If the overall design of the DTEK60 looks familiar, it’s because at heart it’s the Alcatel IDOL 4S, used under that name in recent months and also by the likes of T-Mobile in the USA for a Windows 10 Mobile handset. None of this should concern you though, as the build and feel in the hand are phenomenal, with Blackberry adding their own textures and small hardware design touches to the core phone. The basics are the same though, in terms of really loud JBL-branded stereo speakers, a great camera and a super-contrasty QHD AMOLED screen. Then you can forget everything you heard bad about Alcatel’s Android skin and applications, as the DTEK60 uses Blackberry’s all-in-one hub and mass of security extras on top of a fairly stock Android application set. The best hardware and most secure software? Quite possibly, and certainly worthy of a Top 10 slot. Oh, and if you like the idea but can’t handle a 5.5”-screened phone, there’s also the slightly more mid-range 5.2”-screened DTEK50, which scales everything back apart from that pair of lovely stereo speakers.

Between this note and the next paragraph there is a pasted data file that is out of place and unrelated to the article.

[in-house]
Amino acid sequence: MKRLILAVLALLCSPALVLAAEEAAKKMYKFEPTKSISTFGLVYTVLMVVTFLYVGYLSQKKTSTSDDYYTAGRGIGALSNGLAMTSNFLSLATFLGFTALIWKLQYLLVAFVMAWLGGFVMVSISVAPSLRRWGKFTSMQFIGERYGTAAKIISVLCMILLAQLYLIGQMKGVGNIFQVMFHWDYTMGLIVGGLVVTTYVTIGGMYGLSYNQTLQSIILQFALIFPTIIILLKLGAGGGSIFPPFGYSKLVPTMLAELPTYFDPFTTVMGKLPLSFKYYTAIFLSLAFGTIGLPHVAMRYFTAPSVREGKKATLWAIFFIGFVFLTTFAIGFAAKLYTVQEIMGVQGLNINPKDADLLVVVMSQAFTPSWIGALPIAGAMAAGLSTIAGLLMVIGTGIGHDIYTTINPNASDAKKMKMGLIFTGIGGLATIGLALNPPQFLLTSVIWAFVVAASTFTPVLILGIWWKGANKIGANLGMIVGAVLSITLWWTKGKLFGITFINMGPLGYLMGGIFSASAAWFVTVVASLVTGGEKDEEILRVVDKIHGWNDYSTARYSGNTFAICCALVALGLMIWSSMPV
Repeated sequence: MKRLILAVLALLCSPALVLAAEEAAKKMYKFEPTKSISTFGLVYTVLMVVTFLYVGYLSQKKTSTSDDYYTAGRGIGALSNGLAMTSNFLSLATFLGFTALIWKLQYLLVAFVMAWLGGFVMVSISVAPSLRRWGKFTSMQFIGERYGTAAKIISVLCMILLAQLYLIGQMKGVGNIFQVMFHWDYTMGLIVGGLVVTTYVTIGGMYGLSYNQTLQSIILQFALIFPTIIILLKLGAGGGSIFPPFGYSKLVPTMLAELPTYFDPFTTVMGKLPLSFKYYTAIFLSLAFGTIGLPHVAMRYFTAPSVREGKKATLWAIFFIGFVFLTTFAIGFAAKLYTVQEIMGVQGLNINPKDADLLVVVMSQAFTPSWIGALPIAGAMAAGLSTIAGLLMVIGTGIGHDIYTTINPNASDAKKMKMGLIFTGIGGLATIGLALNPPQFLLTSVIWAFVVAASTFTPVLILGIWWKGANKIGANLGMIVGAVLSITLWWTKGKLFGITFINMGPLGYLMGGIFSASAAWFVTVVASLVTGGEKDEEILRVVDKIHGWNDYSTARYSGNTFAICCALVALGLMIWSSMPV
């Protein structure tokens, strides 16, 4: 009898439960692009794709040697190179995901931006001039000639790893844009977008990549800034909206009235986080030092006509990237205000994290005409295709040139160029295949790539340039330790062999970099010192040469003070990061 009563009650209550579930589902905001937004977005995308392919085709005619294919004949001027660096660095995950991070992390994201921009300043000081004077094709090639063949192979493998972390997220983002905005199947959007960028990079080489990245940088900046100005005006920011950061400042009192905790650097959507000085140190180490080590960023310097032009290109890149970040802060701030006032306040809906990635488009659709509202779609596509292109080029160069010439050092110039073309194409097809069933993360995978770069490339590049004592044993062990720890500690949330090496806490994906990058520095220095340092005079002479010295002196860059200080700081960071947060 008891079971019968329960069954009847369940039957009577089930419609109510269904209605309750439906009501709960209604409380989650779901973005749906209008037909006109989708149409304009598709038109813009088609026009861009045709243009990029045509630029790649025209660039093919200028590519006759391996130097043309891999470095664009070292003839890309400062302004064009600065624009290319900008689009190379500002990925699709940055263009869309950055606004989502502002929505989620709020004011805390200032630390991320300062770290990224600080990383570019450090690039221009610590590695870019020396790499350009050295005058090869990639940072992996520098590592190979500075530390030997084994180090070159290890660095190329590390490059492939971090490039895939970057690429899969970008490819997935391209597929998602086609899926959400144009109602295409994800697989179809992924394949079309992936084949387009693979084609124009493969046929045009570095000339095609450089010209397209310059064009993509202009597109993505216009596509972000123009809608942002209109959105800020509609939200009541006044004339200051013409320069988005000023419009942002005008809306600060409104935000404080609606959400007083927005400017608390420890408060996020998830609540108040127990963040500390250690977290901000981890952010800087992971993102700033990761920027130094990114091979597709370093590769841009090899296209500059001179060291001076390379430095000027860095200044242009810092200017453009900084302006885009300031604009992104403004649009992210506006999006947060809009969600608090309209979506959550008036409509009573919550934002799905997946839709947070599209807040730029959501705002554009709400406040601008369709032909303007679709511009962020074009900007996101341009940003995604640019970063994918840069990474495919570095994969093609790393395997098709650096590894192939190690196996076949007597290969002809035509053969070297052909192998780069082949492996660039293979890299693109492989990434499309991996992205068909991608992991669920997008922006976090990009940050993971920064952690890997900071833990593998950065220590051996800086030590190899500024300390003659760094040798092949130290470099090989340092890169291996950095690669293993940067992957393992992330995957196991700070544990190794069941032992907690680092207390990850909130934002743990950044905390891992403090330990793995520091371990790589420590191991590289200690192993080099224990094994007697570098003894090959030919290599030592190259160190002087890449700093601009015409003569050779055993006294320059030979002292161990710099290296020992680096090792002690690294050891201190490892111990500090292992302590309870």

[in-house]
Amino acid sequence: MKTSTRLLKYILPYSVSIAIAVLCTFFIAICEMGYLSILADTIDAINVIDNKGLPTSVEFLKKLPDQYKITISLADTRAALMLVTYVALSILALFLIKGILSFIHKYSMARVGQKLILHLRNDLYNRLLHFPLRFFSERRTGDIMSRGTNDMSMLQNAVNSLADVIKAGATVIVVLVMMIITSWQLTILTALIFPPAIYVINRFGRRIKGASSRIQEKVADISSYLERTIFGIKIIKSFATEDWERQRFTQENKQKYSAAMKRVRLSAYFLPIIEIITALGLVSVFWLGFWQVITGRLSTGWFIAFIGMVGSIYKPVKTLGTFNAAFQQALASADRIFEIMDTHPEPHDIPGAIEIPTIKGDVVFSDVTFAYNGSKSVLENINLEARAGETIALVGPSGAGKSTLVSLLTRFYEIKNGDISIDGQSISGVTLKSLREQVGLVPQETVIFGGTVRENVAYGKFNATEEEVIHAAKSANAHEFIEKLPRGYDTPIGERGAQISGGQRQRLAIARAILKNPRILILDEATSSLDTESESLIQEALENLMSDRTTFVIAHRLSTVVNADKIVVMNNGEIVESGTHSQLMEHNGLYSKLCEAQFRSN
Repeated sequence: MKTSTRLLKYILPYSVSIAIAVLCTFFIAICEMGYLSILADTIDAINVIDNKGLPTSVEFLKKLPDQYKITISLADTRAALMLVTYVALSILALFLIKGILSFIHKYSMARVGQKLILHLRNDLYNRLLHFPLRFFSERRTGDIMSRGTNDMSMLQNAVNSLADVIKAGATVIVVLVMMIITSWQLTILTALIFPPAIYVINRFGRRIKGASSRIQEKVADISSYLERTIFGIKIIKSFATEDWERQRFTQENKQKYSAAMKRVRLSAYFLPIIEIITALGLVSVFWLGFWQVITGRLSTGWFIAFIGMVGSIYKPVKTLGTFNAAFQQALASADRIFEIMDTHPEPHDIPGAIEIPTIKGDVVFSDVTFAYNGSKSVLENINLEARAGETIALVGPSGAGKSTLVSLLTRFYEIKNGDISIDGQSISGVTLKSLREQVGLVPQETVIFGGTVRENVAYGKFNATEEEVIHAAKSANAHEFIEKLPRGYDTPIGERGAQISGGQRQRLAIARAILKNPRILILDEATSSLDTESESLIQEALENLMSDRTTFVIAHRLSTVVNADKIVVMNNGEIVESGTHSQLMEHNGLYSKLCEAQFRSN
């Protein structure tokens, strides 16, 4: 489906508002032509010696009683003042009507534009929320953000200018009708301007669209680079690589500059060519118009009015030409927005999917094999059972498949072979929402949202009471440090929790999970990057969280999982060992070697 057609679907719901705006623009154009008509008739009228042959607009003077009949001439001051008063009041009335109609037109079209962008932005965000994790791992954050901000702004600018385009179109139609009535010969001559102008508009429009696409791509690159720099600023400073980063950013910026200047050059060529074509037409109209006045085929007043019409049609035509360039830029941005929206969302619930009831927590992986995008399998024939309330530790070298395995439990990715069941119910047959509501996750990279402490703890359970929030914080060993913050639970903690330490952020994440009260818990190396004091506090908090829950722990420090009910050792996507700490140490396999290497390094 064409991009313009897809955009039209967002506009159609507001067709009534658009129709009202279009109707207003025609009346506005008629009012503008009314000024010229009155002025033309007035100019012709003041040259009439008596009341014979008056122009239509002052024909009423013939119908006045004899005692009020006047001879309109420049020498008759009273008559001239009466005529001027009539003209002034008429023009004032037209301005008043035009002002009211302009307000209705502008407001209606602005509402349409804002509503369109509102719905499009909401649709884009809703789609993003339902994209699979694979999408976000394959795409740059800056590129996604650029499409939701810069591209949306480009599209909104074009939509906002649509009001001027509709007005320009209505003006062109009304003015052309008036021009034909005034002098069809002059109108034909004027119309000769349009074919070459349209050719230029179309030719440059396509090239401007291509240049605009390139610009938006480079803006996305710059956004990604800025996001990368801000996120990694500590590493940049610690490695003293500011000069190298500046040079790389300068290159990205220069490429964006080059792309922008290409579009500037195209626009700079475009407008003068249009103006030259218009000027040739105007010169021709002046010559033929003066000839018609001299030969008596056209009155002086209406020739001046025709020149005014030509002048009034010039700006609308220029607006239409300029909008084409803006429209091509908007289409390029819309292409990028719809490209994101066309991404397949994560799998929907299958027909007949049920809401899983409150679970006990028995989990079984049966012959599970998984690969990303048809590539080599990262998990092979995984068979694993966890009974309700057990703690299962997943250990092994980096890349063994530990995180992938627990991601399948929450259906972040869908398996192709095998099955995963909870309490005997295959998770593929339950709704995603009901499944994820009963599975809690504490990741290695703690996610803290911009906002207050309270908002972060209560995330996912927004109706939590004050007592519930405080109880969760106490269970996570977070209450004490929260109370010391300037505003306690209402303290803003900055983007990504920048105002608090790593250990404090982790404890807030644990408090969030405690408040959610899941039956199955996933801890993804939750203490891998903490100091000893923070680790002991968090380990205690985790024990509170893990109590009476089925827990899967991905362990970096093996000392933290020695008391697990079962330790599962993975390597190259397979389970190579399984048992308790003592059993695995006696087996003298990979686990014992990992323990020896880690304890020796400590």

BlackBerry DTEK60

➤  Buy from Amazon (from $499.99)

6. HTC 10

HTC’s 10 is something of a return to form for the company, in that the hardware is ultra-premium, the software scaled back from previous incarnations of Sense UI, the camera (1/2.3″, f/1.8, laser a-f) possibly the best ever put into a HTC device and cutting edge internals that just fly. What’s not to like? Well, the price, which remains pretty high, though the (also made by HTC) Google Pixel takes the prize on this front and I’ll come to that in a moment. Plus there’s a sense of disappointment that the true stereo speakers from all the previous HTC flagships have been abandoned, in favour of a token left channel ‘tweeter’ in the phone’s earpiece. Audio from the internal DAC and over headphones is first class though and everything else about the HTC screams ‘top end’. Buy it and you can’t go far wrong…